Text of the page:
Originally developed as a method to prevent relapse when treating alcoholism, cognitive behavior therapy is also used to treat a range of other addictions. CBT operates under the theory that maladaptive behavioral patterns play as significant a role in drug abuse as do physical elements.

Cognitive Behavioral Therapy

In addiction, cravings and obsessions to use a substance can be triggered by specific situations. CBT specialists believe the tendency to resort to using as a method of response, defense or coping is due to a series of misinterpretations.  

Crack, heroin, marijuana, or whatever substance we have come to rely on, can ease our fears, boost our confidence, and block out painful memories. Often times those perceived threats are not present,our confidence can be found right within ourselves, and those memories can offer important insight for healing.

Dr. Aaron T. Beck, a pioneer of CBT, has referred to these misinterpretations as “cognitive errors.” He originally intended his form of psychotherapy for treating depressed individuals. It has since been established within the medical community that unrealistic thoughts play a role in an array of other mental illness, addiction included. The challenge in changing one’s distorted thoughts is, of course, convincing them that they are distorted.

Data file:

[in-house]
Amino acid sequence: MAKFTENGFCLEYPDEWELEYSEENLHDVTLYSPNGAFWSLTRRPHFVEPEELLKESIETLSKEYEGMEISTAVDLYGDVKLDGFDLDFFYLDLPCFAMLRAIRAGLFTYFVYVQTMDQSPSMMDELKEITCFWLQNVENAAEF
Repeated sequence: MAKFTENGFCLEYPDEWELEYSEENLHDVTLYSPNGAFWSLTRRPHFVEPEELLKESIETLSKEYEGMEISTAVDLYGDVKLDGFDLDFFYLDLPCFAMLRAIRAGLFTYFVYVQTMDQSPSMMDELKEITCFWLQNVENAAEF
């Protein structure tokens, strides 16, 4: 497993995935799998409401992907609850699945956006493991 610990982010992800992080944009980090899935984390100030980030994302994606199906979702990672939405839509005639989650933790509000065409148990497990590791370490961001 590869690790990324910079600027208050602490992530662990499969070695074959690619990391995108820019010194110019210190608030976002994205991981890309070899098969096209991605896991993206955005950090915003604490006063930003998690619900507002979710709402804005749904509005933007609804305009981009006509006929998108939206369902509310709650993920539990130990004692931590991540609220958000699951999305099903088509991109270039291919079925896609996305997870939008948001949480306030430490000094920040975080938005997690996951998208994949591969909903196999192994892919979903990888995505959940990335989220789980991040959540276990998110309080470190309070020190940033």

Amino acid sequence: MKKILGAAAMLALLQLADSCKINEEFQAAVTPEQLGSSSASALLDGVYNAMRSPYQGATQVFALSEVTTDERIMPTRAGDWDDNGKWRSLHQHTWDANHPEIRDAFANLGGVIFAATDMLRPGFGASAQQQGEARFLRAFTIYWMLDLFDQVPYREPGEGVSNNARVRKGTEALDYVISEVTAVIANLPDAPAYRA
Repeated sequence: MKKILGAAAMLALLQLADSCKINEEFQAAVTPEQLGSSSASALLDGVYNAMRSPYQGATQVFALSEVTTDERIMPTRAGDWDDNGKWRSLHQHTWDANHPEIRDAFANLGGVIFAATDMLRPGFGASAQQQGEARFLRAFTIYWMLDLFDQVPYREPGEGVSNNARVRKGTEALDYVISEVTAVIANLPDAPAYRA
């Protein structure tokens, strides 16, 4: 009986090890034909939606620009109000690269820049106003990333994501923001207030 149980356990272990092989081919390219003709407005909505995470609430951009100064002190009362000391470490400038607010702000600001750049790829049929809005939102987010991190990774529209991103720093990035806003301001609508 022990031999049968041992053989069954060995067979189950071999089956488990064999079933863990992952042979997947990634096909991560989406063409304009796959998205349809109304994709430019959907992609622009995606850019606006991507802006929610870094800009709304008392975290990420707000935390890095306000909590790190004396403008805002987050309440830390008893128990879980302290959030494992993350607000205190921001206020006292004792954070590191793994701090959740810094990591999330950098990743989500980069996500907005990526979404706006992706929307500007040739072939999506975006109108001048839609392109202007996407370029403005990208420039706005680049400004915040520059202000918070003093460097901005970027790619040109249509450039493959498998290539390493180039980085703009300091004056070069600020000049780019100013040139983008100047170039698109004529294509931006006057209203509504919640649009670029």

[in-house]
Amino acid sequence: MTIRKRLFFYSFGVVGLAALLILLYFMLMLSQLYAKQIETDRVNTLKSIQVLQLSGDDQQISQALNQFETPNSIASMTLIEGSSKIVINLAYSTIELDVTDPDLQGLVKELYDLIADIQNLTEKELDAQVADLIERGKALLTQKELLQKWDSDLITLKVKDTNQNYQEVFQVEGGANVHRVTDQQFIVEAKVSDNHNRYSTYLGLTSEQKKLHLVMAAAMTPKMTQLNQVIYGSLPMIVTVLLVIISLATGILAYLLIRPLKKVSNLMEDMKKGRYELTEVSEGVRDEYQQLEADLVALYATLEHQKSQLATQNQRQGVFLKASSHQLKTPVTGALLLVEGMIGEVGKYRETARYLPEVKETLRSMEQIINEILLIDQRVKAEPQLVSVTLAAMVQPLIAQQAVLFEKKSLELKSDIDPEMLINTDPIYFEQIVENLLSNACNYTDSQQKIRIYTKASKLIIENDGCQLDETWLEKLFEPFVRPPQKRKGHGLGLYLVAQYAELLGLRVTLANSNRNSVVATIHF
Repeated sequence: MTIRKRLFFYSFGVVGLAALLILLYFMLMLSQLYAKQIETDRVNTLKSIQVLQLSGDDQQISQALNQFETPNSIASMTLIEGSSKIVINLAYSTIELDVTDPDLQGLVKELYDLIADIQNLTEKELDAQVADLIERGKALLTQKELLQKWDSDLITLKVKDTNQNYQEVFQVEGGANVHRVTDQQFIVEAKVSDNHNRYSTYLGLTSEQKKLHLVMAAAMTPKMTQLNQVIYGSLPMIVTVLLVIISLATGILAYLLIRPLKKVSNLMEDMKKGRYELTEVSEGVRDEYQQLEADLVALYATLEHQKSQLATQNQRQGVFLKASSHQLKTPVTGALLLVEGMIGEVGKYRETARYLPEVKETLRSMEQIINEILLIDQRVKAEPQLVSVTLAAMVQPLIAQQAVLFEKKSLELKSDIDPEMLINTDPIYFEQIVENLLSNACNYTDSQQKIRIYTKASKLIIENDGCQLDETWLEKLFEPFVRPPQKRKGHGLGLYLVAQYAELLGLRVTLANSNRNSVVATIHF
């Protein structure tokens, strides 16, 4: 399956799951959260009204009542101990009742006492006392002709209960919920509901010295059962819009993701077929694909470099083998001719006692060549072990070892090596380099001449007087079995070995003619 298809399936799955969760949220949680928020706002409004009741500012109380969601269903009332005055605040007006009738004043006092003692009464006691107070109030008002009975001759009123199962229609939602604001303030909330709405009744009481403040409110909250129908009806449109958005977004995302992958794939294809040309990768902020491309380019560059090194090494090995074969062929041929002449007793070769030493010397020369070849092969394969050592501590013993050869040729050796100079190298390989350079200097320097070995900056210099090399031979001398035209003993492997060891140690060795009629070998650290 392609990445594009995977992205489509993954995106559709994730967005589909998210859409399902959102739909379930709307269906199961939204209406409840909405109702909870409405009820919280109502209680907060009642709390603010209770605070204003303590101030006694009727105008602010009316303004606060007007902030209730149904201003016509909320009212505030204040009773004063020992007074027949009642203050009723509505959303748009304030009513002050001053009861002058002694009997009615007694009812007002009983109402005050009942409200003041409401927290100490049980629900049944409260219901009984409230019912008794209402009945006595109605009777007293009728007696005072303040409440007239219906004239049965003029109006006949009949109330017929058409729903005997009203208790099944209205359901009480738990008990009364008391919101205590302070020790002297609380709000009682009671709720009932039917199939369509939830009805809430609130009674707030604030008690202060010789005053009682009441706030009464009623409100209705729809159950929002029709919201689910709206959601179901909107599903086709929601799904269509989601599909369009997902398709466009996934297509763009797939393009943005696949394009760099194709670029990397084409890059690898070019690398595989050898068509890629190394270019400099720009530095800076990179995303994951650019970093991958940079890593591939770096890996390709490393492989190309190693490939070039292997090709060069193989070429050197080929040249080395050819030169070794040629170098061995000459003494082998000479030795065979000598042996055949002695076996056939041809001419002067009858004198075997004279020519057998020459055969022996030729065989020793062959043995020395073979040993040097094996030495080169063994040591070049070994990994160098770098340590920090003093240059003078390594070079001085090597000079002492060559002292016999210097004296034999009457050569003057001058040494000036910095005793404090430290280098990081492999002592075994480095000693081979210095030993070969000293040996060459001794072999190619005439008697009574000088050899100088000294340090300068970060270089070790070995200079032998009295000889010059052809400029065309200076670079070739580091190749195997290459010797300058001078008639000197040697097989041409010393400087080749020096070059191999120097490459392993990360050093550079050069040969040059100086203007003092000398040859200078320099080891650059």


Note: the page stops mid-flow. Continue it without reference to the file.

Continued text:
Depending on the addict, CBT has proven successful combined with (and sometimes in place of) several medications, as prescribed by a medical professional. The treatment itself typically runs for 1-20 therapy sessions, throughout which patients learn to:

  • analyze situations from another perspective
  • channel emotion more appropriately
  • face fears

With these developments come an overall improved sense of awareness—of the self and of the environment—that can help guide patients productively through life.

An essential factor in successful cognitive behavioral therapy is a good relationship between the counselor and patient. If you or someone you know is considering CBT, please explore or call to speak with a representative.

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